fwas made to understand by signs that t
ir she was to go on board. She evidenced ti
t the pathetie strugle she had wated
mo with want in the years oft solitude by
a gatherig together everyf tragment of
s. food tn her possession. Id the evices
4 of roots and in other spots secure rom t(
La the depredations of the wie dolgs
a- whieh infsted 8an Nicolas she had t
a laid up stre of bones and other re *
ntfse in anticipation of some futoture I
r, "starvation time. These she insisted
t lshold be carried with her. Once on a
i- boar and the irebrand she had a
- tbrought burned to ashe she elong 6
Sclosely to the stove, showlag that she "I
* often sffered from cold, as well as tl
4 hunger. a
a Captain Nidever conveyed the In- .
ir dies woman to his home in anta u1
e Barbara, where she lived in his amgp gi
r until he death. She was suppwosed
to be about fitty years of age when a
arseuet. '
a. She had a d el, loving nature and sI
o was of a pecuall happy disposition. a
r How she had retained these quamities t
SIn her years of atlr life Ie s a mys
r. tery. She became much attached to
It her new friends, and they In tarn gave
Sher a maost eordial aeetion. he ws a
Snatrally itntelligent and fll of re- el
p. sources, and soon learned to communI- a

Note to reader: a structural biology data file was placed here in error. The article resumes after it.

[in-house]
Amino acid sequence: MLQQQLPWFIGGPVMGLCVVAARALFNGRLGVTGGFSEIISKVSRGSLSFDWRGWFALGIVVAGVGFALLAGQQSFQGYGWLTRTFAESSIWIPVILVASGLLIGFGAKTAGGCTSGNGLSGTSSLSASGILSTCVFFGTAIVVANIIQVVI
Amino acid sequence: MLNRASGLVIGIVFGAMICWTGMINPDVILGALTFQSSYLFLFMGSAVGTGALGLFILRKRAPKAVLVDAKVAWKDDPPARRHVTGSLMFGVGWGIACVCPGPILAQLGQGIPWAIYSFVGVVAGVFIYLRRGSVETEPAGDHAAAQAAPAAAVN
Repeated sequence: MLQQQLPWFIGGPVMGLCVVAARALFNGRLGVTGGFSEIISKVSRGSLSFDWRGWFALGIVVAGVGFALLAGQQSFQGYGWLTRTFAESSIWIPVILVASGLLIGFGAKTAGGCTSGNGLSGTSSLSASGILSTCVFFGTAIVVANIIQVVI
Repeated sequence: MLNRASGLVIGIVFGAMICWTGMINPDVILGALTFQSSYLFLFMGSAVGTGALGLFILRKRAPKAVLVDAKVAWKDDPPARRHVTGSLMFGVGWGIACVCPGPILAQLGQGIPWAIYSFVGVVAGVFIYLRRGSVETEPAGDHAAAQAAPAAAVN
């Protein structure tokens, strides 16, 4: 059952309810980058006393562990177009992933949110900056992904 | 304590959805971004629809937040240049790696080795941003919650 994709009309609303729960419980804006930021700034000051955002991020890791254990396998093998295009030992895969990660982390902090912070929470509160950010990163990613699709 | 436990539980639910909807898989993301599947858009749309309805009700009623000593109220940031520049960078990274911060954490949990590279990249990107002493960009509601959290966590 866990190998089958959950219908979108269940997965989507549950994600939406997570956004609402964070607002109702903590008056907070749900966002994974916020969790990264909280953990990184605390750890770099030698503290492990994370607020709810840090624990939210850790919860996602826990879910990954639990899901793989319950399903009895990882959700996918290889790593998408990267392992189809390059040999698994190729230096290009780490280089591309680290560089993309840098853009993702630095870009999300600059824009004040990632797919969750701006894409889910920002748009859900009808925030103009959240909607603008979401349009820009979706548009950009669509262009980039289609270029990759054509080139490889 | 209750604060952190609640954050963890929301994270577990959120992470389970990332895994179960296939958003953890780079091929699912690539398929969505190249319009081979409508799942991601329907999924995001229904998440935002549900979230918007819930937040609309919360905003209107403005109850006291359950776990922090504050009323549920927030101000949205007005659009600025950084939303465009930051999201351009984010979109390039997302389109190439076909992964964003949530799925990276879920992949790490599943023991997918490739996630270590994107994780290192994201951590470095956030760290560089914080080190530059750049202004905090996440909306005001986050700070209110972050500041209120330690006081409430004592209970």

I. eate with those about her. Sh, told of a
. her asorrow at the death ot her eldest 5
a ehS, who was devoured by wild dogs a
* a the day her soe were tabs. 1
tban the Isanda by pWIatt eubbsa ta
Speams bish met a i th it
Iltes w A'ewh the motbae drives by hua
get, was oreed to leave is tnprotected
a 4 go forth In search of fooeed
8d trange to say, t wh oean hd te'
mulated an apparently feat language
of her own, which no one was able to
understand. Three of the mission
] fathers, versed in every Indian dialeet
on the California coast, were quite un
Sable to make themselves understood.
Some of the former inhabitants of San
Nicolas were brought from San Gab.
rlel and Los Angeles, but they were
also unable to converse with her or
interpret her language. But few of
her words have been remembered.
Man she called "noehe," the sky, "toyg.
wah," a hide, "toeah."
Possibly the Alaskian Indians, who
overran San Nicolas in the early part
of the last century, left upon her memre
ory an Indelible impression of their
nomenclature, whlch superseded her
native tongue In the years when hu
man association was denied. This Is
a question that might be settled from
the meagre vocabulary she has left by
some enthusiastic, painstaking student
of philology.
Travelers abroad who visit the Vati
can In Rome, and are permitted to
view the priceless relies from many
of the lands that have been gathered
there, will And among the collection a
basket woven of Island grasses, and
within it a wonderful feather robe
made of soft breasts of the cormor
ant. This garment was fashioned by
the deft Angers of Morenita, the In
dian woman, when she dwelt alone
upon the Island of San Nicolas.-Los
Angeles Times.
coawdnlr Overdese.
Whoever has a short memory for
names and faces will be able to ap
predate the experience of a residet I
of Detroit, whos story Is told by the a
Free Press of that city. The lady's
friends, who recognise her inability 1
to ft names and faces together, say t
that she usually makes up In et c
what she lacks in memory. A
One afternoon recently, says the
lady, who tells her own experience, I
was sitting on the veranda when a
rather nie looking young man, carry- c